Training Imams domestically in Australia would see clerics grounded in Australian values and reduce radicalisation, according to Shaykh Mohamadu Nawas Saleem.
A prominent Melbourne-based Muslim religious leader has supported the idea to train imams domestically, saying that having clerics grounded in “Australian values” would have a huge impact on reducing the number of people attracted to violent extremist ideologies.
Shaykh Mohamadu Nawas Saleem (Board of Imams, Victoria) said, ‘We have about 500,000 Muslims here in Australia, with those below 29 years of age constituting a majority among them. More than a third of them are first-generation Muslims. Ideally, we should have imams who grew up here as they would understand the Australian culture better than the foreign-trained imams, besides being able to communicate in a more convincing manner‘.
His comments come as Australian authorities grapple with framing an effective strategy to countering violent extremism that will be acceptable to the Muslim community at large. Most of the major Muslim organizations of the country denounced the recent counter-terror raids, conducted by the Australian Federal Police (AFP), as being ‘opportunistic’ and fearing that such operations could alienate the community.
Shaykh Saleem believes that the federal and state government should facilitate in the seting-up of imam-training institutions and he proposes that the government could fill the logistical gap that prevents Muslim organizations from developing the required infrastructure to train imams by, ‘allocating land at concessional prices, or chanigng the way ertain theological courses are taught’.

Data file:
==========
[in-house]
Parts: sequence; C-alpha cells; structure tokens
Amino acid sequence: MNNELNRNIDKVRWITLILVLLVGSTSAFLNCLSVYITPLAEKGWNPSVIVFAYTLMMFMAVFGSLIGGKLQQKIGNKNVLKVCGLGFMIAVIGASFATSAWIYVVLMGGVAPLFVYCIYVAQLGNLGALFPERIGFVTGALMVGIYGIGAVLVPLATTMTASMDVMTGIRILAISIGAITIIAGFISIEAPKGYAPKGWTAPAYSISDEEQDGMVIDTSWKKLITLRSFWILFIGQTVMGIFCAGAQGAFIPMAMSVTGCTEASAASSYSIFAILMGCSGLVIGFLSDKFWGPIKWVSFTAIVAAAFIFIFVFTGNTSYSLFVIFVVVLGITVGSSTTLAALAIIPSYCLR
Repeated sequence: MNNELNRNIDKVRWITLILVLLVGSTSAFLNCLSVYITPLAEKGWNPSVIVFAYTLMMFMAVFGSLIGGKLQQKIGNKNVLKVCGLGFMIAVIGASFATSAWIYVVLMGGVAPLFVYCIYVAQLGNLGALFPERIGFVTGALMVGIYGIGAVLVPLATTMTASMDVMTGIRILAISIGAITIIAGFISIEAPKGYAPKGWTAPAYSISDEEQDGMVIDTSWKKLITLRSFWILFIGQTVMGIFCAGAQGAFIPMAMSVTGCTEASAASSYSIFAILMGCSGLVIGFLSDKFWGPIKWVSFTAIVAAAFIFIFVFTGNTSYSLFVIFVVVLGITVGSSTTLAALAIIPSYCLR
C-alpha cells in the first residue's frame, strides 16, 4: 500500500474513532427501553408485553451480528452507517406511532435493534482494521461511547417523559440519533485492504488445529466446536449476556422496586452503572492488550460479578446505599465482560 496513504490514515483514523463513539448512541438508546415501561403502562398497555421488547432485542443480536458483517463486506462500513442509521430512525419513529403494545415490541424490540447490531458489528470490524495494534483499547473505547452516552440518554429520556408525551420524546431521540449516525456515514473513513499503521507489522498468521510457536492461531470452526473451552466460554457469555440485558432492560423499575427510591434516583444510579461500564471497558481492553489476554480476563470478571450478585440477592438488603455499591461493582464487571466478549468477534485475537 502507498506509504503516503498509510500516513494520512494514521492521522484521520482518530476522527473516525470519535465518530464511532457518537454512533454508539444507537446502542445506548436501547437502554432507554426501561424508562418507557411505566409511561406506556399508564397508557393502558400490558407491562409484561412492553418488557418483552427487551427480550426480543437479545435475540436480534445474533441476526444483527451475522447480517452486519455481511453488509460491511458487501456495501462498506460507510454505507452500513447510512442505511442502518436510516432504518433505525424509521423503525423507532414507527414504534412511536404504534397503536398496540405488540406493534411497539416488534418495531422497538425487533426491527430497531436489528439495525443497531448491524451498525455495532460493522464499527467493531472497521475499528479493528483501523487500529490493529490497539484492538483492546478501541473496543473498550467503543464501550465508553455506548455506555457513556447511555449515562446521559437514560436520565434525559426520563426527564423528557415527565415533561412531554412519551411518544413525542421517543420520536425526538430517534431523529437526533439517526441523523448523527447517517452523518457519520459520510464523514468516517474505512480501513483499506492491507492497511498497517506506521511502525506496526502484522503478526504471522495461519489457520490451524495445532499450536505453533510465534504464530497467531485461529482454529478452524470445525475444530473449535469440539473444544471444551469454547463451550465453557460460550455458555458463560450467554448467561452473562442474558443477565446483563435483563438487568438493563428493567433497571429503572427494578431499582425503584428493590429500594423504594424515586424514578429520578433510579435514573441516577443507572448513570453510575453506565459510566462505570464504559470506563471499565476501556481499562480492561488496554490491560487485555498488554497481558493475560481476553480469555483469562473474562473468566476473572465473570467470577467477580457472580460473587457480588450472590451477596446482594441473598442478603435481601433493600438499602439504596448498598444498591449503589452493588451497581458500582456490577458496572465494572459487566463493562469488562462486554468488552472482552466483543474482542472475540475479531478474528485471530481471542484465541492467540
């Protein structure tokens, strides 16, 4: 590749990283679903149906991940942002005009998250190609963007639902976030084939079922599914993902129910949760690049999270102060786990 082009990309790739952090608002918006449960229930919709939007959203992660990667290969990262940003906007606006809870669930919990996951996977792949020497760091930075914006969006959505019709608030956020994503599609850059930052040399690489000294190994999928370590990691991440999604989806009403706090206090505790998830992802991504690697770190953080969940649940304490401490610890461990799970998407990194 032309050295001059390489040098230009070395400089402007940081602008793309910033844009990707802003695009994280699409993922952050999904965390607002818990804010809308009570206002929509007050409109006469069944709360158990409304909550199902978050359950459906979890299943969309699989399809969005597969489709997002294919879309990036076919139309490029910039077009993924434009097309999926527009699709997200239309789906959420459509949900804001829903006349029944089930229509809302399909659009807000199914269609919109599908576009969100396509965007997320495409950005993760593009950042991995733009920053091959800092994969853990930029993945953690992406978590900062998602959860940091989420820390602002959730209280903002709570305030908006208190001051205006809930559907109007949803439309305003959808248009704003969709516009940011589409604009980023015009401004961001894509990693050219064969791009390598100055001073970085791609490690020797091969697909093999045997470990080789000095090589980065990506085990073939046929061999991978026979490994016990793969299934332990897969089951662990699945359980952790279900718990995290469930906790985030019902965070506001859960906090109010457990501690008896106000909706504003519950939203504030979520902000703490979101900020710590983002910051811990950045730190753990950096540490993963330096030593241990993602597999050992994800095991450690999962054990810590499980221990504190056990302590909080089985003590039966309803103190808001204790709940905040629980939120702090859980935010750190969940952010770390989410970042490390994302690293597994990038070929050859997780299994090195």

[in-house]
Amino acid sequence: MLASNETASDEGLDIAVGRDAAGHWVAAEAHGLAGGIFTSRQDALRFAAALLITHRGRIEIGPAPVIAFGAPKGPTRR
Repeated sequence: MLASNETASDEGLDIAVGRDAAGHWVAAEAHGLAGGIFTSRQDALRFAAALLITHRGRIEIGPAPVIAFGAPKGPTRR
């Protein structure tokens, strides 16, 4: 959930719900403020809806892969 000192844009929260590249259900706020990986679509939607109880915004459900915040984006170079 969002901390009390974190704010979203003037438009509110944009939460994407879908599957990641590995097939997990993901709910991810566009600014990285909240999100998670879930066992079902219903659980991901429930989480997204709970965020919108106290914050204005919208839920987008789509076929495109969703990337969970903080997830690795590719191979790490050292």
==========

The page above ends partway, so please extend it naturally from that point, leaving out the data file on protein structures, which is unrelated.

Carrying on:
On paper, the federal government’s current strategy to check violent extremism was based around engaging the community and identifying vulnerable people who were on the brink of embracing violent ideologies. Announced in August 2014, the Countering Violent Extremism (CVE) Program strived to intervene as early as possible to prevent people from committing violent acts.
Terrorism expert, Professor Greg Barton, said that the main roadblock that had prevented Australia from having its own imam-training schools in the past was a lack of “critical mass” to have enough Islamic scholars to teach other younger Islamic scholars.
However, Professor Barton said that Australia should aspire to having its own theological schools as a long term goal, due to increasing Muslim population and with more Australian-born Muslims coming of age, noting, “As we start to have more Australian-born Muslims, the demand for local education will definitely increase.”
According to him, the diverse nature of the Australian Muslim community was another challenge that had to be taken into account in reaching any agreement on establishing imam training institutions.